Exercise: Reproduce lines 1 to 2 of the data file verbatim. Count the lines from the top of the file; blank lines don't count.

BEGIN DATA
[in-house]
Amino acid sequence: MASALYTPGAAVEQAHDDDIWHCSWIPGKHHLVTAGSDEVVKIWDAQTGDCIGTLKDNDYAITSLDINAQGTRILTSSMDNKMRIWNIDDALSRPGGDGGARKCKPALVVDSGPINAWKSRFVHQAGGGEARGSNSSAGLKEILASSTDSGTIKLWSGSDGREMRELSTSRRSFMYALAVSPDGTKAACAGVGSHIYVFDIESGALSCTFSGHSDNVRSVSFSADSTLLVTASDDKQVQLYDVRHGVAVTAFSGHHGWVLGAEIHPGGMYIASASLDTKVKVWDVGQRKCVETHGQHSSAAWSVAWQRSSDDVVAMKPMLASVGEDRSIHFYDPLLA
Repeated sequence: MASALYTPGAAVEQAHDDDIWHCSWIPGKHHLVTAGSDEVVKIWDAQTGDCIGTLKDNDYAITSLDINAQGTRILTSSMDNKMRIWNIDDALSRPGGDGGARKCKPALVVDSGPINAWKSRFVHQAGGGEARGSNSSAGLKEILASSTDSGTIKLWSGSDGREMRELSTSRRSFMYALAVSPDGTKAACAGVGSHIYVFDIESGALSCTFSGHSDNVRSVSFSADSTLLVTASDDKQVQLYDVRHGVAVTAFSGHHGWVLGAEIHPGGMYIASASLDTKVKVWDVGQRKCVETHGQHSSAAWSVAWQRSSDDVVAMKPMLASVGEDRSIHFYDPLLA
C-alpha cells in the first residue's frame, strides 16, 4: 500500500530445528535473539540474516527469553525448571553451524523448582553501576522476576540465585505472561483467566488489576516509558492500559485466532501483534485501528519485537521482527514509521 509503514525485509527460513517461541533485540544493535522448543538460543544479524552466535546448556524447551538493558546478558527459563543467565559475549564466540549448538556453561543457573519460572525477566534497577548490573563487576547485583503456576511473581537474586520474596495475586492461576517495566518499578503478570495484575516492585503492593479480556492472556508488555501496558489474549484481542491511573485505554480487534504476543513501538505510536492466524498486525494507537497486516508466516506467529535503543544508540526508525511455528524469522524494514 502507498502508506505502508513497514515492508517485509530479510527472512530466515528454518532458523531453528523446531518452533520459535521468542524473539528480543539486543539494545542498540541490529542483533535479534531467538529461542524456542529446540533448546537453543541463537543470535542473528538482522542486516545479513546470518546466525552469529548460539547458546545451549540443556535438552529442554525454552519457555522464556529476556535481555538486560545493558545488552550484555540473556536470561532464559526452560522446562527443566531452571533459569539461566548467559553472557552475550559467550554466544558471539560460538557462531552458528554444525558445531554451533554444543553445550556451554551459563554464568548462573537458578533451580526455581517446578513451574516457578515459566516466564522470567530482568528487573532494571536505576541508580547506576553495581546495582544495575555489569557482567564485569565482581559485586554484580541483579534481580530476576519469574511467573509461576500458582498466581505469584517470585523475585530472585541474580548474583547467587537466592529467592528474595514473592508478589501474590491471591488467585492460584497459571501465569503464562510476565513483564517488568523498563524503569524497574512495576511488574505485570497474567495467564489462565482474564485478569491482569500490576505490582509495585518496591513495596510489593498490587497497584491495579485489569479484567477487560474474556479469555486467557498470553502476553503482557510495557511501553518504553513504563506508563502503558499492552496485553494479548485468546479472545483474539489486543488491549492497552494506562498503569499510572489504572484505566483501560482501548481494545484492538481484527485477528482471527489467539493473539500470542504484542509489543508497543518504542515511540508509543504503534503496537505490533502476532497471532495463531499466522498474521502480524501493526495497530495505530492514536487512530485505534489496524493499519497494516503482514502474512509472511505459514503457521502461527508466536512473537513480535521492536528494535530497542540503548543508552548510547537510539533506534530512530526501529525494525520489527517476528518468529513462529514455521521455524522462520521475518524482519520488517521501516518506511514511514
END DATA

[in-house]
Amino acid sequence: MASALYTPGAAVEQAHDDDIWHCSWIPGKHHLVTAGSDEVVKIWDAQTGDCIGTLKDNDYAITSLDINAQGTRILTSSMDNKMRIWNIDDALSRPGGDGGARKCKPALVVDSGPINAWKSRFVHQAGGGEARGSNSSAGLKEILASSTDSGTIKLWSGSDGREMRELSTSRRSFMYALAVSPDGTKAACAGVGSHIYVFDIESGALSCTFSGHSDNVRSVSFSADSTLLVTASDDKQVQLYDVRHGVAVTAFSGHHGWVLGAEIHPGGMYIASASLDTKVKVWDVGQRKCVETHGQHSSAAWSVAWQRSSDDVVAMKPMLASVGEDRSIHFYDPLLA